The structure of mineral building materials that are exposed to the weather is always weakened. This weakness is usually caused by an expansion of the original pore structure, rarely by a real loss of binding agent. The central task of a consolidation measure is to specifically fill the pore spaces created as a result of the weathering. This occurs by penetration of an additional nature-identical binding agent.
With 'new’ material, for example, freshley mined natural stone, the strength profile is usually homogeneous, which means that the strength and elasticity on the surface of the building material is the same at every point of the cross-section. This condition, which is lost due to weathering, should be restored by strengthening, without impacting on other characteristic building material parameters as well as the strength and elasticity.
The range of weathering profiles is as broad as the range of the façade building materials, starting with different natural stone varieties from bricks and render through to concrete. It is apparent here that different strengthener types are necessary to achieve balanced strength profiles.
Accordingly, Remmers supplies strengthener types that differ based on the following criteria:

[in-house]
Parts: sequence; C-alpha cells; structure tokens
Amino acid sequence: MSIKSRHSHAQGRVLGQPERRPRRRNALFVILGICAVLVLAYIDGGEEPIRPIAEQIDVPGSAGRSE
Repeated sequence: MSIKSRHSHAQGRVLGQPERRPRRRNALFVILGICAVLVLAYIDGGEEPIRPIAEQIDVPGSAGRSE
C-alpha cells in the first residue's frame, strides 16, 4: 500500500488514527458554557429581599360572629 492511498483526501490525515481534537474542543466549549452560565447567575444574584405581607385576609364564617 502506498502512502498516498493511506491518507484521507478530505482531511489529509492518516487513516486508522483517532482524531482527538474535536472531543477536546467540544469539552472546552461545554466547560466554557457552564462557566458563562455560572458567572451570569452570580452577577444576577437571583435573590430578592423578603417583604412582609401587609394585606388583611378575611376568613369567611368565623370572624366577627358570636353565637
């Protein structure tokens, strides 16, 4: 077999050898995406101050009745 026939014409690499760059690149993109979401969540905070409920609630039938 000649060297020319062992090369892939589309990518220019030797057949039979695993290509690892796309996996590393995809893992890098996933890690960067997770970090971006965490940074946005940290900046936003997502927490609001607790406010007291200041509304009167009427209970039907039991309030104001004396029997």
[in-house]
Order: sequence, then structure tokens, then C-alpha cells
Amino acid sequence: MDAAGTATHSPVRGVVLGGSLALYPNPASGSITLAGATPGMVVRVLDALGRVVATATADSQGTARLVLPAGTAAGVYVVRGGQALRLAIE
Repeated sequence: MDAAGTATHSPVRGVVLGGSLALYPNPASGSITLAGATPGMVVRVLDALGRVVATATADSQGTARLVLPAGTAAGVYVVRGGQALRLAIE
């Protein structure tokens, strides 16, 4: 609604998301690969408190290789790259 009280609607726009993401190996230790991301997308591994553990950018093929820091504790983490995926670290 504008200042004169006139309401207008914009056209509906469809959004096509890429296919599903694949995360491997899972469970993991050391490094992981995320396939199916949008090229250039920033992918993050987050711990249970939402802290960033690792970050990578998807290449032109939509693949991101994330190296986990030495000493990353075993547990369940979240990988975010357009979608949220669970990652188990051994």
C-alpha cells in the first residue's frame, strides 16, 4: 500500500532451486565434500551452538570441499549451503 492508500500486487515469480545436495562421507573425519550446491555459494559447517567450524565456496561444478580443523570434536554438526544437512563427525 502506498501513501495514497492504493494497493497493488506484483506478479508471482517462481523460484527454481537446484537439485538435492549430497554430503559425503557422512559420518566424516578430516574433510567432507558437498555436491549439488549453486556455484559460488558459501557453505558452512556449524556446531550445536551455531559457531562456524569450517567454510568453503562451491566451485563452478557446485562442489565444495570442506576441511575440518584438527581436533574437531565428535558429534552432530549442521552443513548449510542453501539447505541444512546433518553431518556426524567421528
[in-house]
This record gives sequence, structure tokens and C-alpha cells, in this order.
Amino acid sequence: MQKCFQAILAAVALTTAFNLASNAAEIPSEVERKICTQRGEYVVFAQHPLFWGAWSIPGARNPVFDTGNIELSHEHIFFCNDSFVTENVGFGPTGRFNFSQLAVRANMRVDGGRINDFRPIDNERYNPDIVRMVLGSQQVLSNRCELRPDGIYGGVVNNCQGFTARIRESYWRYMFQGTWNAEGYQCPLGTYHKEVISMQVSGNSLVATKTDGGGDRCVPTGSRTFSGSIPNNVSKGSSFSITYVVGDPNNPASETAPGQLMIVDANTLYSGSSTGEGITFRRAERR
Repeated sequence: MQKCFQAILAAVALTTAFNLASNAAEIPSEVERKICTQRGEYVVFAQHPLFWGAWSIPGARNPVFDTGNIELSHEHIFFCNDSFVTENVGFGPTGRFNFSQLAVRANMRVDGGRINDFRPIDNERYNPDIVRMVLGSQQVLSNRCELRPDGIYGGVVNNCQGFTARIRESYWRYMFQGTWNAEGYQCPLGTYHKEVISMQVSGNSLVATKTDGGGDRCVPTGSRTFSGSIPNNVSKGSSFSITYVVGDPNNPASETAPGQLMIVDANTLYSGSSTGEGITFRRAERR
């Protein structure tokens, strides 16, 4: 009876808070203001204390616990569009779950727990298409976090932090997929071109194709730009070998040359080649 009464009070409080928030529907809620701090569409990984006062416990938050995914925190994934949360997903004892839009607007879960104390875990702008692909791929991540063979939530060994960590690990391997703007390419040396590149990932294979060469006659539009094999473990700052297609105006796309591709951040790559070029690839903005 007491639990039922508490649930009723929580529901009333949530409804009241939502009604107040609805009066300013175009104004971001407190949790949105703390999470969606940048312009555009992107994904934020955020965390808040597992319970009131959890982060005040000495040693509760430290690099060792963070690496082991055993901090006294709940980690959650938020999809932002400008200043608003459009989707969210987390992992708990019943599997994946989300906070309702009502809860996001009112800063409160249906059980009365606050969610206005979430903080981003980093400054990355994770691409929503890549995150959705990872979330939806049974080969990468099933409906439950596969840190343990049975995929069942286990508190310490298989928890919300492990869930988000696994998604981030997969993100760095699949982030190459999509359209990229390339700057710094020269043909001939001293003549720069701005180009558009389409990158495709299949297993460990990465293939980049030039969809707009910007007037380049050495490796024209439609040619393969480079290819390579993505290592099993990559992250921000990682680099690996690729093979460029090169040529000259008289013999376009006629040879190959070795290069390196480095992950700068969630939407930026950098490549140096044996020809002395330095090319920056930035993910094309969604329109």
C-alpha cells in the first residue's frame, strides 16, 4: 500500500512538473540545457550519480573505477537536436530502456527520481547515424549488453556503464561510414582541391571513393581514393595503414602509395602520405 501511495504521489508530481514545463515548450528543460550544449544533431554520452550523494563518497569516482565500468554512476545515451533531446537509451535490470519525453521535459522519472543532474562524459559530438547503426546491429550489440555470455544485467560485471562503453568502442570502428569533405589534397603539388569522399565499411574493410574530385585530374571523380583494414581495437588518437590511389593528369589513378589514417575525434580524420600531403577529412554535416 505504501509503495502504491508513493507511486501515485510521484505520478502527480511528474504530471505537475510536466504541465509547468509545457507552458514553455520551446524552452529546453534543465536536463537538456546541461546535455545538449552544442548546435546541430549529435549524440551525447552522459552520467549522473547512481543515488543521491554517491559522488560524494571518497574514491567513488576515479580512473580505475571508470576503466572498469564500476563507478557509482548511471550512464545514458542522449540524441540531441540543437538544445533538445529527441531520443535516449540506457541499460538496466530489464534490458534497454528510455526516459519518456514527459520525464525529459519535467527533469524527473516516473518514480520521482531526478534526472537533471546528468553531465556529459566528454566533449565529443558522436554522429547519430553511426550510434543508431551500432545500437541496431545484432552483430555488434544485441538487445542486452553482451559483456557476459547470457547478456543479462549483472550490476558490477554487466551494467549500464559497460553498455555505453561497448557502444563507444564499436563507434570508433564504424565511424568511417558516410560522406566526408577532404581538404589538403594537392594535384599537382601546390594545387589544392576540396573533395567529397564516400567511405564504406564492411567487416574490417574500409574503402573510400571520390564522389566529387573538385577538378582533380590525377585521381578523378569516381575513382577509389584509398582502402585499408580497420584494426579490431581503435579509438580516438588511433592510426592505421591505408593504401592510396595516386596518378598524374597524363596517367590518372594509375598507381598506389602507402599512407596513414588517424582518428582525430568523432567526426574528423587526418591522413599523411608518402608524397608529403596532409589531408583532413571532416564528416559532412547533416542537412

The silicic acid ester itself is a fluid and can be poured into a pore structure without adding solvents. By varying the mixing ratio of small and large molecules, it is possible to vary the properties of a strengthening agent, in particular its gel deposit rate, i.e. the quantity of the silica gel in the pore structure. In addition to the gel deposit rate, there are other variation options with regard to the penetration behaviour, the reaction rates etc. due to changes of the type and quantity of the catalyst and the use of solvents.
Thanks to the targeted combination and variation of these parameters, a range of stone strengtheners has been created that offers extensive selection and adaptation possibilities for substrates that need to be consolidated.
All silicic acid ester based stone strengtheners have one decisive characteristic property that distinguishes them from other strengtheners: The created strengthening silica gel has its own porosity. This so-called secondary porosity preserves the capillarity and water vapour permeability of the strengthened material.